Marnie groaned again, this time more for effect than anything else and began sipping her coffee. Finally setting her cup down and retrieving her pen, she turned her attention back to the subject at hand. “Five years ago my sister was in Afghanistan, flying a search and rescue helicopter. They were shot down by a surface-to-air missile. Georgie was the only one to survive. Evidently the missile struck somewhere near the tail, causing the whole thing to cartwheel into the ground. The main propeller thingy came flying off the top and ripped through the cockpit. It’s lucky Georgie’s such a short ass! The blade glanced off her helmet, then proceeded to take the copilot’s head right off. Georgie says she has no memory from the moment of impact. But the soldiers who found her said she’d managed to crawl out of the wreck and to a hiding spot several hundred yards away. Her first memory after the crash was waking up in the hospital in Germany. No one really understands how she survived after breaking just about every bone in her body. But it wasn’t until we got her home and she was on the mend physically when we realized that mentally and emotionally something was very wrong.”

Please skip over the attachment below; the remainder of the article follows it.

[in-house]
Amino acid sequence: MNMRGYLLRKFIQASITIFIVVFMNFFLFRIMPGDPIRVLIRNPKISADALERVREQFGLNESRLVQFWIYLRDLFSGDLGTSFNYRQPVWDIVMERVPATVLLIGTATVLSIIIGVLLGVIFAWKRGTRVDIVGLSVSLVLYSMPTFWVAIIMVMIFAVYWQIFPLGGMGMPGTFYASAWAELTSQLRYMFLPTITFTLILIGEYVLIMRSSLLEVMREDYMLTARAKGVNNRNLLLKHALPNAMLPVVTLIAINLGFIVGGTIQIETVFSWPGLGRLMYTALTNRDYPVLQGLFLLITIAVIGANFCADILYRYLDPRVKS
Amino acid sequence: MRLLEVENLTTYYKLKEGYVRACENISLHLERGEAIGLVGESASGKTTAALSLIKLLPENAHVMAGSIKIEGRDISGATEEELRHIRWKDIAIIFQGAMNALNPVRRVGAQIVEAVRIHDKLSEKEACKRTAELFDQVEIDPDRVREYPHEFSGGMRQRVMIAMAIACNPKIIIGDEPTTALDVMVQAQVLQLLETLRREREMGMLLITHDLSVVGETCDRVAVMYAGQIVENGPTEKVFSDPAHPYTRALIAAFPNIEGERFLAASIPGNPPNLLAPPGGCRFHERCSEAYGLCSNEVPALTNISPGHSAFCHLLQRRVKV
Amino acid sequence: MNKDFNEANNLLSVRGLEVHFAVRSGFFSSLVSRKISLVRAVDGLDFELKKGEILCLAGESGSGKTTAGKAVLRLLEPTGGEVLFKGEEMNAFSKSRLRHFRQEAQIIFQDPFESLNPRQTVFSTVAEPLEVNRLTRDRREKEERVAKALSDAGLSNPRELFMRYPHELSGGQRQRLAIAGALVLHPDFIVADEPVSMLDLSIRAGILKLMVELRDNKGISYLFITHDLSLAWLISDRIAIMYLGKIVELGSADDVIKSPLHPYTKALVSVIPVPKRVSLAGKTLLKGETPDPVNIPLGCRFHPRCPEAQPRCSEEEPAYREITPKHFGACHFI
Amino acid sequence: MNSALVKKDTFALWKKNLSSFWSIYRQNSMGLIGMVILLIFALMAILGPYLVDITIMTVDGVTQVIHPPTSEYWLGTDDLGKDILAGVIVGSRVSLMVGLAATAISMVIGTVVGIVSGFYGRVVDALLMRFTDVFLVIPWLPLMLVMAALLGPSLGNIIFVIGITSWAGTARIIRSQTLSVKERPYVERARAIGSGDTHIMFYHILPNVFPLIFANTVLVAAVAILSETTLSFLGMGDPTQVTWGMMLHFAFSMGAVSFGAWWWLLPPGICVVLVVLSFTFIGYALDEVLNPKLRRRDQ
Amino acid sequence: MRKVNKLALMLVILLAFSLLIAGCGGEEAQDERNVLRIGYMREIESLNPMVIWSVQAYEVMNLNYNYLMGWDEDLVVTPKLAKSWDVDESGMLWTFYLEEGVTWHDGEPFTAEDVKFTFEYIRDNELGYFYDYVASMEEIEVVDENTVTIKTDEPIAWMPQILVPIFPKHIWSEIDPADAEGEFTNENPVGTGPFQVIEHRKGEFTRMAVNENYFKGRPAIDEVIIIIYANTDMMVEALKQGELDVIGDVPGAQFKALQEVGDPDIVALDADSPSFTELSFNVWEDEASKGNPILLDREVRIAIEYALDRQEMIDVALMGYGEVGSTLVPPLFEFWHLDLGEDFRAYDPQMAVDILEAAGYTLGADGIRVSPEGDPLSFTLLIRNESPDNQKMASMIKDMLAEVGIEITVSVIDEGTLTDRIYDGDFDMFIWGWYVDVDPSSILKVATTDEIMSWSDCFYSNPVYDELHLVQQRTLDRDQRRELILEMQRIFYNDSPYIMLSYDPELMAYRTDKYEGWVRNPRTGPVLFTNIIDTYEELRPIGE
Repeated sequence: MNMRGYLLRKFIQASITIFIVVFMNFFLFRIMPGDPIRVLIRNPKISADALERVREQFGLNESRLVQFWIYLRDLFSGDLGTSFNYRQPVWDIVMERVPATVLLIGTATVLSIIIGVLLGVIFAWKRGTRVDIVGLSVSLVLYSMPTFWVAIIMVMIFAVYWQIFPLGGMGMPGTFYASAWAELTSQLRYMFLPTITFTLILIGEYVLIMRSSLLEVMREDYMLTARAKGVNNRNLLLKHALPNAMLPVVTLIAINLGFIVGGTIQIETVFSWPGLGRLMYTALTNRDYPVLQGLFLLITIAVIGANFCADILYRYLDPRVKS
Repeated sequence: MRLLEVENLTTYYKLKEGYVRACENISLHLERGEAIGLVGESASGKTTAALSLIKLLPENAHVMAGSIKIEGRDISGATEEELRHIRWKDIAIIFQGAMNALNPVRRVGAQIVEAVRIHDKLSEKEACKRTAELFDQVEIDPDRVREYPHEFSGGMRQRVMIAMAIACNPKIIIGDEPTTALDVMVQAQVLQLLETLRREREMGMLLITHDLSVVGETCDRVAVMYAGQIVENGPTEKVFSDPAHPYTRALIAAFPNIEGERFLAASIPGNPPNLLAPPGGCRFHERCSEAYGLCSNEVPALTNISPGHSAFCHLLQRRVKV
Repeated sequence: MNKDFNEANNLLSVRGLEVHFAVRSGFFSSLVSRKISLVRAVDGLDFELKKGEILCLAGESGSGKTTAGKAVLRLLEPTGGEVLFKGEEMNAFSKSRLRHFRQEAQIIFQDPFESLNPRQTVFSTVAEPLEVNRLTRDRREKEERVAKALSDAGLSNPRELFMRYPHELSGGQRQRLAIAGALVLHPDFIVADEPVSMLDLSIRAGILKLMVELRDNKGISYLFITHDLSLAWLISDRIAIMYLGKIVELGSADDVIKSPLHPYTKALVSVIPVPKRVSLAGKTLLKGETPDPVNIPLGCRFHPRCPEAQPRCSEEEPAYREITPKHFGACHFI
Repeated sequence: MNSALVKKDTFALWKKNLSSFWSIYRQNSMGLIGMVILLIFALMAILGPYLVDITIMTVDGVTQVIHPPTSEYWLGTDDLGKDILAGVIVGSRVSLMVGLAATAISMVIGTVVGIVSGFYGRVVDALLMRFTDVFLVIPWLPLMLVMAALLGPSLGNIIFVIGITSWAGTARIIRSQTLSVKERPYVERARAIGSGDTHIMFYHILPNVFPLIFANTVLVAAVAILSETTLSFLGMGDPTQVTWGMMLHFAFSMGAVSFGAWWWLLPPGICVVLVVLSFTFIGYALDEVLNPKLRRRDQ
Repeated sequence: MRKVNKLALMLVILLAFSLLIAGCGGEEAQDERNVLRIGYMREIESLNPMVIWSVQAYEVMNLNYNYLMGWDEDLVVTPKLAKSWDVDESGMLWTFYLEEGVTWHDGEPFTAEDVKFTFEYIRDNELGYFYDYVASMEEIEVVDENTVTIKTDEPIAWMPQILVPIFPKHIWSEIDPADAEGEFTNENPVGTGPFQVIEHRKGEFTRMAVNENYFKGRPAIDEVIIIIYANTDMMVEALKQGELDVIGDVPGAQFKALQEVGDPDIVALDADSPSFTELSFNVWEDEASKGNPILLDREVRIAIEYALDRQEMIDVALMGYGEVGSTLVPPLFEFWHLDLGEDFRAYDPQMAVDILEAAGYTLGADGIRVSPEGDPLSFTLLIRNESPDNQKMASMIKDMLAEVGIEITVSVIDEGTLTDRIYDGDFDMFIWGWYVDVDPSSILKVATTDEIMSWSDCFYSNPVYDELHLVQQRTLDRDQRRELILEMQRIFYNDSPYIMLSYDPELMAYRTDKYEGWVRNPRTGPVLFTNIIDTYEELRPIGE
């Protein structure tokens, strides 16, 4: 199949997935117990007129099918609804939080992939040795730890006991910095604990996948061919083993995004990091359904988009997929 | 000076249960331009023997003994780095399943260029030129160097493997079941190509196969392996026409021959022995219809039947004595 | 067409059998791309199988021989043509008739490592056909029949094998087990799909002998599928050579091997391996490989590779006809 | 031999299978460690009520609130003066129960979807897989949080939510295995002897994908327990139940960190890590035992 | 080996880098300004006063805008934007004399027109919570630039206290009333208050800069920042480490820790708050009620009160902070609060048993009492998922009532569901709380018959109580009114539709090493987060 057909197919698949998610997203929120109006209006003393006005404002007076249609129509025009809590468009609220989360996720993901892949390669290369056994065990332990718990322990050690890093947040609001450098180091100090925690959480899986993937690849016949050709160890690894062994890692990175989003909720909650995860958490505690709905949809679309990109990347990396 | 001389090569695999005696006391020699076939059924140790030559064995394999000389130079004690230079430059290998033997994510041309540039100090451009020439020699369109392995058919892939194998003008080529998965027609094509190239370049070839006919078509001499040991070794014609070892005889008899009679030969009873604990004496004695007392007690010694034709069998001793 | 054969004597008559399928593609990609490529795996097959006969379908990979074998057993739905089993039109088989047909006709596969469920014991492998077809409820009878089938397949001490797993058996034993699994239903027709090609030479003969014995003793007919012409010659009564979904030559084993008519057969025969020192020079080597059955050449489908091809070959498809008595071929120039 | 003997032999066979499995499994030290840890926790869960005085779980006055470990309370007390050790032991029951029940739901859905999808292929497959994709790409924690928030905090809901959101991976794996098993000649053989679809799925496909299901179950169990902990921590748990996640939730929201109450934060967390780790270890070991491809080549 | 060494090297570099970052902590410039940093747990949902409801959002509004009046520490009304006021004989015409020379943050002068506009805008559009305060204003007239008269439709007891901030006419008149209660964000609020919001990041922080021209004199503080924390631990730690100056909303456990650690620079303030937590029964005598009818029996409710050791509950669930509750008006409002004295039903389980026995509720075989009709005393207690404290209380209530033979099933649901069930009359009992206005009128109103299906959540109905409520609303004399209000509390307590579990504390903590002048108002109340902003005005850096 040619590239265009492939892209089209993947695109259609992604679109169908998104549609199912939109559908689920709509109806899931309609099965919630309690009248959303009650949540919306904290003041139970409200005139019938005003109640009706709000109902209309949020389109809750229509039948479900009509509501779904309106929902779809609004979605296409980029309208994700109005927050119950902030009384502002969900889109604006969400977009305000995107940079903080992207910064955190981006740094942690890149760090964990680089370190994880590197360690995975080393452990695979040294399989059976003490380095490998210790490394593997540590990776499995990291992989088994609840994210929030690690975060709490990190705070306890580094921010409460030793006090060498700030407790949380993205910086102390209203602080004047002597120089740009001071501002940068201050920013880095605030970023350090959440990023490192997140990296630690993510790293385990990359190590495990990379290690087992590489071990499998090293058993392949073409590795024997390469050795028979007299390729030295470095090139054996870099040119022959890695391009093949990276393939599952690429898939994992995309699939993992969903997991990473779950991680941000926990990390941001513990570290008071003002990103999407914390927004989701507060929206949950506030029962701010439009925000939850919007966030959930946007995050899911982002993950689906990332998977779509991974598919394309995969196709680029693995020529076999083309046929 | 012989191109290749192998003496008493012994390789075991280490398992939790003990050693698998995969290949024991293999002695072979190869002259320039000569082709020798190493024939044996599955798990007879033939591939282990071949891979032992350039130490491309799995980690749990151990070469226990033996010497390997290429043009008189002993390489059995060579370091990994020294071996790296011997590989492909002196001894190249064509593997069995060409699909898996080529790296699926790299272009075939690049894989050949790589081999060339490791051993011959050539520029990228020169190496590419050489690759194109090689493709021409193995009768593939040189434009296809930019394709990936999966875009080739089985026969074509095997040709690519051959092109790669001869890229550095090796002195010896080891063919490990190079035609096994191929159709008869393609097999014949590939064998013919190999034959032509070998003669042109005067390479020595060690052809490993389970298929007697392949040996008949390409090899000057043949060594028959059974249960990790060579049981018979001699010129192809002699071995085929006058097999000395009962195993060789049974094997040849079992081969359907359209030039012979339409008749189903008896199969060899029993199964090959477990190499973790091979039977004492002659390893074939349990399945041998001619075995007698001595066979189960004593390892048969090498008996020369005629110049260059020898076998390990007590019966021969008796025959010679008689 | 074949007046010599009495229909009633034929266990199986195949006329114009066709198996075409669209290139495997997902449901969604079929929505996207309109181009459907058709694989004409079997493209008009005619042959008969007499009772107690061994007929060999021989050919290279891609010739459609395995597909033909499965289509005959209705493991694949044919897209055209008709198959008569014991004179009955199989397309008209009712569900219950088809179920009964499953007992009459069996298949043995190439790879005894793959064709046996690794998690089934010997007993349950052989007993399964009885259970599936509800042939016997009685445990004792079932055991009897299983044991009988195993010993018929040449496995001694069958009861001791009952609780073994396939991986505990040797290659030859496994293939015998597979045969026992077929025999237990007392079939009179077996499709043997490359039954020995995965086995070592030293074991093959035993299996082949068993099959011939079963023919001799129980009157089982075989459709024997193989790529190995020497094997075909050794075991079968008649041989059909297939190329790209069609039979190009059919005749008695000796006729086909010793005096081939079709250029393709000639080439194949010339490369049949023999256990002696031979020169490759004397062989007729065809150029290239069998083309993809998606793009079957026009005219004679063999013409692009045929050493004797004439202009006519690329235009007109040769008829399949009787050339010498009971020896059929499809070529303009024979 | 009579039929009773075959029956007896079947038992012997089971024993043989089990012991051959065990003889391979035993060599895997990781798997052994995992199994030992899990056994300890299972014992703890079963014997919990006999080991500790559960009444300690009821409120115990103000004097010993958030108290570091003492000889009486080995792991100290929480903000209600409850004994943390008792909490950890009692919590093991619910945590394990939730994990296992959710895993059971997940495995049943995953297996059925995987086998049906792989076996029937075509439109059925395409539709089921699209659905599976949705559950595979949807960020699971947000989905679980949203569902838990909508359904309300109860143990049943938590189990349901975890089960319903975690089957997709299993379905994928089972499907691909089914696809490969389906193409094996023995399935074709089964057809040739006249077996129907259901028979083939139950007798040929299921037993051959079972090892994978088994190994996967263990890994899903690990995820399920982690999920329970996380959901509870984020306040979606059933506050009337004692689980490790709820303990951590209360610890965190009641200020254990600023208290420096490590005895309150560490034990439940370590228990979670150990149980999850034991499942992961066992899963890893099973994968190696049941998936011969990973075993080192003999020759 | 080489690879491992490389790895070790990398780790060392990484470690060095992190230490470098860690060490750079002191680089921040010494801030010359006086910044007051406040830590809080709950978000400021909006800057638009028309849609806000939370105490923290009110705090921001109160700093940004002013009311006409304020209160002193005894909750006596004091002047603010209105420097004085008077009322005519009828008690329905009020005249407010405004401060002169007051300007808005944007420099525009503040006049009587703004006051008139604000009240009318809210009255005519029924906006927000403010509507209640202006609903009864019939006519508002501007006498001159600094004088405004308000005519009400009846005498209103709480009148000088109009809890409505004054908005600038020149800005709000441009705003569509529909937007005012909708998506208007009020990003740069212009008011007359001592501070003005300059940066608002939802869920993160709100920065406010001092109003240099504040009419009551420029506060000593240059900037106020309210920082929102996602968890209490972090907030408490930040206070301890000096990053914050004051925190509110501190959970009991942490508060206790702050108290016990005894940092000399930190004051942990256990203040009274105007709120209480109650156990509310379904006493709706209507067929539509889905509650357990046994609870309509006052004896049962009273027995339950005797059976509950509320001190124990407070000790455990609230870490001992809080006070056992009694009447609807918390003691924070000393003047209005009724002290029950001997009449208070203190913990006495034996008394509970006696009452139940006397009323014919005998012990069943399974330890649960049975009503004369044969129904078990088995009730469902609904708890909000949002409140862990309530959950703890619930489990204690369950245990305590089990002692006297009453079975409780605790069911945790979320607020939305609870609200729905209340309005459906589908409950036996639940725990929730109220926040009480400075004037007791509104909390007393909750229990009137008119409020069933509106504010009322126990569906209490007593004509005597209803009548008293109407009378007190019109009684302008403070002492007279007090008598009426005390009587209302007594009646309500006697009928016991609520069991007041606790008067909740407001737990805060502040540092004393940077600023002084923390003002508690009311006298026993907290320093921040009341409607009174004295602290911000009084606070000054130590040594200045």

Marnie clicked her pen several more times before forcing herself to put it down. OCD, Tyler decided.
“Don’t get me wrong, Georgie was always brilliant, but in the last five years she’s generated more patents than the entire company did in the last five decades. From a work perspective, she’s unstoppable. It’s just that outside of work, outside of her relentless need to take our engineering expertise to the edge, she’s lost. My sister can barely care for herself anymore, nor can she handle herself in social situations. Plus she can’t stand crowds of any type.” Marnie picked up her pen, clicking out her frustration, before turning her attention to her niece. “Zoe?”
“It’s as if she’s a child in some regard and an adult in others. Can I get into personal matters?” she asked. At Marnie’s nod, she pushed forward. “Before Afghanistan, she just did her monthly bit with her Guard unit. Don’t get me wrong, she loved serving with the Air National Guard and her mates respected her but she wanted to be out. Of course, she couldn’t.”
“I thought serving with the National Guard was voluntary. How come she couldn’t get out?” Tyler asked, wanting to understand what had happened.
Zoe smiled at her assumption. “Sorry, I meant out as in lesbian. Before her last deployment, she had finally met someone. She had never considered leaving the Guard until she met Margaret. That’s how we knew it was serious. I think she meant to marry old Mags once she was home from Afghanistan, but…”
“Anyway,” Marnie pushed her back on topic.